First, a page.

Use baby cereal as a thickener to assist new self-feeders

From Whitney, one of the beloved Rookie Moms:

We had a 22-year old college grad as a substitute nanny for 6 weeks this summer. To my surprise, she taught me a few tricks. The most useful was:

Mix infant cereal (the dry flakes) into your child’s applesauce or yogurt to make it thicker for a toddler who is just starting to feed himself. My son has not yet mastered keeping the spoon face-up as it reaches his mouth. The thicker substance increases the odds that his food will still be on the spoon. Plus, it’s extra nutrients.


  1. JDP says

    baby oatmeal is also good for helping little hands get hold of things like bananas. Combine some fruit in a little oatmeal, and toss to coat the fruit well.

  2. Lisa says

    I do this all the time, too! I mix cereal flakes into anything runny, from yogurt to jarred baby food, to avoid it being flung all over the dining area.

  3. Kristie says

    cheerios work well too, for older toddlers. I mix some in my son’s yogurt, and stuff is more likely to stay on the spoon.

  4. says

    I crushed cheerios and used them also. Whenever you thicken food, though, you may also need to increase the amount of fluids they take in.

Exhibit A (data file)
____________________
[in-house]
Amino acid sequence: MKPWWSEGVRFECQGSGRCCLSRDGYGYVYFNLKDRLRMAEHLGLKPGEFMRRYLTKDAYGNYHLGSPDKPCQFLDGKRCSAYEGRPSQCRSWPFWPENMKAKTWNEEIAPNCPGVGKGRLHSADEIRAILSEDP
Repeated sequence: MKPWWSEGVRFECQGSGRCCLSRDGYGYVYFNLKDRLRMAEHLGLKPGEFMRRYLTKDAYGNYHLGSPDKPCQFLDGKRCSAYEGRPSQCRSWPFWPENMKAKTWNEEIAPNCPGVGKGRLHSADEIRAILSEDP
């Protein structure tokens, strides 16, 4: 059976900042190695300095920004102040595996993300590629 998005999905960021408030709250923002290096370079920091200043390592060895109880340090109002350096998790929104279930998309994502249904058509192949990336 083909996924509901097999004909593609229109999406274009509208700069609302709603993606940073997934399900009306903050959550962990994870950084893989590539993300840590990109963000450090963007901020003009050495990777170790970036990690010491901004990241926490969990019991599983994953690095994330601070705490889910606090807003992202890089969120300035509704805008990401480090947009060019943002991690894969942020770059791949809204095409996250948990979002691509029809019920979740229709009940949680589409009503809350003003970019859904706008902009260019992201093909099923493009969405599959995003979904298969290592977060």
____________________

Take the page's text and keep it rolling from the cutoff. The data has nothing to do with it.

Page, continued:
5. says

    We use instant oatmeal. Or son loves oatmeal, so we buy large boxes at are warehouse club here in town. We use the plain flavored ones.

  6. Mandy says

    I use baby cereal to thicken everything! Yogurt, applesauce, soup, etc. We never spoon-fed my toddler as a baby, or gave rice cereal alone (yuck!) but it works great to add texture and vitamins to runny food.

  7. says

    I use a version of this hack with my seven month old daughter.
    Our “version” is I mix in enough of her cereal so that it is a thick (think adult oatmeal) consistency. Then, I spoon it into her net feeder. She gets to feed herself, but it doesn’t run all over the place.
    Another great idea is to mix the cereal with a no sugar added prune/apple juice. My daughter loves it and it helps keep her “regular”.